Bank Savings Accounts
Banks offer personal savings accounts with low initial deposit requirements. If you shop around, you can find one that requires $100 or less to open. Some savings accounts have a monthly fee unless you keep a minimum balance, but others do not. You can add to your savings in any amount once the account is set up. Savings accounts don't pay much interest, but banks also offer certificates of deposit and money market deposit accounts that give you a better return. These higher-yield accounts typically have larger minimums and withdrawal restrictions. For instance, early withdrawal of money from a CD typically carries an interest penalty. One option is to start with a personal savings account and transfer money to a CD or money market account as you accumulate funds. Bank accounts are insured to $250,000 by the Federal Deposit Insurance Corporation, so your money is very safe.
Financial institutions create mutual funds by selling shares to investors. The money raised is pooled under the management of an investment professional and used to invest in stocks, bonds and other securities. Some mutual funds feature initial deposit requirements of $1,000 or less. Investment earnings are passed on to you minus fees the fund charges to cover its expenses. You can earn more than you'll get with a bank account, but there is risk. Mutual funds aren't insured. If the stocks or other securities fall in value, you can lose money. Every mutual fund publishes an annual prospectus that states its fees and describes its performance history. Use the prospectus to compare different funds and pick the one that reflects your budget and your risk tolerance.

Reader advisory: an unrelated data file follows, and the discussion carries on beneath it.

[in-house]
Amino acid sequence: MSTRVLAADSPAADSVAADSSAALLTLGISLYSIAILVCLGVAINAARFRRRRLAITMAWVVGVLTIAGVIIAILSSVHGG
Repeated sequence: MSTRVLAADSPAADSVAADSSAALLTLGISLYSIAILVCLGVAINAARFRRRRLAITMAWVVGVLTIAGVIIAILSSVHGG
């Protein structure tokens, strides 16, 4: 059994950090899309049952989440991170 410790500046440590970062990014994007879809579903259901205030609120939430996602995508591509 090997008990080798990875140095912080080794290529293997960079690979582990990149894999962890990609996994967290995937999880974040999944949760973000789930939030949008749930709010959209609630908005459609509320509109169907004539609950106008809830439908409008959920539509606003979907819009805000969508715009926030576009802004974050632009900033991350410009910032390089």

Buy Stock Direct From Companies
Some publicly traded companies sell stock directly to investors who want to avoid broker's fees. Direct stock purchase plans are accounts you can open with initial deposits that typically range from $250 to $500. Some firms waive the initial investment if you set up automatic debits from a bank account of $25 to $50 each month. You earn money if the stock pays dividends and if the share price goes up.
Individual retirement accounts and employer-sponsored 401(k) plans are retirement savings accounts that help you save by giving you tax breaks. With traditional IRAs and 401(k) plans, you can deduct what you save on your tax return. You don't pay any taxes on savings or earnings until you withdraw money. A 401(k) can be especially good because some employers add a percentage of what you save to the account. For example, your employer might kick in 25 percent of what you contribute. You can add up to $5,500 to an IRA or $17,500 to a 401(k) each year. There's normally a penalty if you take money out before you are 59 1/2 years old. Another option is a Roth IRA or 401(k). You don't get a tax deduction for Roth contributions. However, all money withdrawn from Roth accounts after you are 59 1/2 is completely tax free.